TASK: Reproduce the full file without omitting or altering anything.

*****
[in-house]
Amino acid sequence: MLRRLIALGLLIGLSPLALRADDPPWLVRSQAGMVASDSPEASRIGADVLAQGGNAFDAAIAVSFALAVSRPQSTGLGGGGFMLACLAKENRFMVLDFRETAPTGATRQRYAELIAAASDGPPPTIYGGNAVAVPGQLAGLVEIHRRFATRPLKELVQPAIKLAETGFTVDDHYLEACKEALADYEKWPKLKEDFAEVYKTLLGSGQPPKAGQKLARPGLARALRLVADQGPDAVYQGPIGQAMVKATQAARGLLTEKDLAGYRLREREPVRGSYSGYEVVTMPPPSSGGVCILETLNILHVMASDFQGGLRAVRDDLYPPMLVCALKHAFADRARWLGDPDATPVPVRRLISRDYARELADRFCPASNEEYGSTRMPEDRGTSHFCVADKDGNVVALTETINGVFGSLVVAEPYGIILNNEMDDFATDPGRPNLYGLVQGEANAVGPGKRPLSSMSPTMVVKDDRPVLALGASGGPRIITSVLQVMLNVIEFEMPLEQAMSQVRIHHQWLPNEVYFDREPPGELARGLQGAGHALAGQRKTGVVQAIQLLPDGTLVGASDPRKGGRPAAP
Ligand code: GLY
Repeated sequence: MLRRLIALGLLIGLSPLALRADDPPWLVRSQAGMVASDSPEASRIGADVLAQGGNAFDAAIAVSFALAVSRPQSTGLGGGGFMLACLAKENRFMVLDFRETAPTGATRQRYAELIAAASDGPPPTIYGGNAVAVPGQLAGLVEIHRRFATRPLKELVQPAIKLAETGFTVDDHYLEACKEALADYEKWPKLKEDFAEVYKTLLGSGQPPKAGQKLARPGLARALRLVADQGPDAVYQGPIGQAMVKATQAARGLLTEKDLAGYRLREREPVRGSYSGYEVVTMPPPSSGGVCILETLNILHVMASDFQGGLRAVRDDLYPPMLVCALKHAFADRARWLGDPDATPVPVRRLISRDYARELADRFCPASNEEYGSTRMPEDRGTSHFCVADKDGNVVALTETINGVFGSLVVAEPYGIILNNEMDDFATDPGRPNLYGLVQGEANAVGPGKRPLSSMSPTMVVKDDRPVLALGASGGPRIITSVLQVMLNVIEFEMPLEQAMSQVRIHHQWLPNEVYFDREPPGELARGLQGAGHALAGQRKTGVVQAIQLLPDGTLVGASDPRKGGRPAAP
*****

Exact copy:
[in-house]
Amino acid sequence: MLRRLIALGLLIGLSPLALRADDPPWLVRSQAGMVASDSPEASRIGADVLAQGGNAFDAAIAVSFALAVSRPQSTGLGGGGFMLACLAKENRFMVLDFRETAPTGATRQRYAELIAAASDGPPPTIYGGNAVAVPGQLAGLVEIHRRFATRPLKELVQPAIKLAETGFTVDDHYLEACKEALADYEKWPKLKEDFAEVYKTLLGSGQPPKAGQKLARPGLARALRLVADQGPDAVYQGPIGQAMVKATQAARGLLTEKDLAGYRLREREPVRGSYSGYEVVTMPPPSSGGVCILETLNILHVMASDFQGGLRAVRDDLYPPMLVCALKHAFADRARWLGDPDATPVPVRRLISRDYARELADRFCPASNEEYGSTRMPEDRGTSHFCVADKDGNVVALTETINGVFGSLVVAEPYGIILNNEMDDFATDPGRPNLYGLVQGEANAVGPGKRPLSSMSPTMVVKDDRPVLALGASGGPRIITSVLQVMLNVIEFEMPLEQAMSQVRIHHQWLPNEVYFDREPPGELARGLQGAGHALAGQRKTGVVQAIQLLPDGTLVGASDPRKGGRPAAP
Ligand code: GLY
Repeated sequence: MLRRLIALGLLIGLSPLALRADDPPWLVRSQAGMVASDSPEASRIGADVLAQGGNAFDAAIAVSFALAVSRPQSTGLGGGGFMLACLAKENRFMVLDFRETAPTGATRQRYAELIAAASDGPPPTIYGGNAVAVPGQLAGLVEIHRRFATRPLKELVQPAIKLAETGFTVDDHYLEACKEALADYEKWPKLKEDFAEVYKTLLGSGQPPKAGQKLARPGLARALRLVADQGPDAVYQGPIGQAMVKATQAARGLLTEKDLAGYRLREREPVRGSYSGYEVVTMPPPSSGGVCILETLNILHVMASDFQGGLRAVRDDLYPPMLVCALKHAFADRARWLGDPDATPVPVRRLISRDYARELADRFCPASNEEYGSTRMPEDRGTSHFCVADKDGNVVALTETINGVFGSLVVAEPYGIILNNEMDDFATDPGRPNLYGLVQGEANAVGPGKRPLSSMSPTMVVKDDRPVLALGASGGPRIITSVLQVMLNVIEFEMPLEQAMSQVRIHHQWLPNEVYFDREPPGELARGLQGAGHALAGQRKTGVVQAIQLLPDGTLVGASDPRKGGRPAAP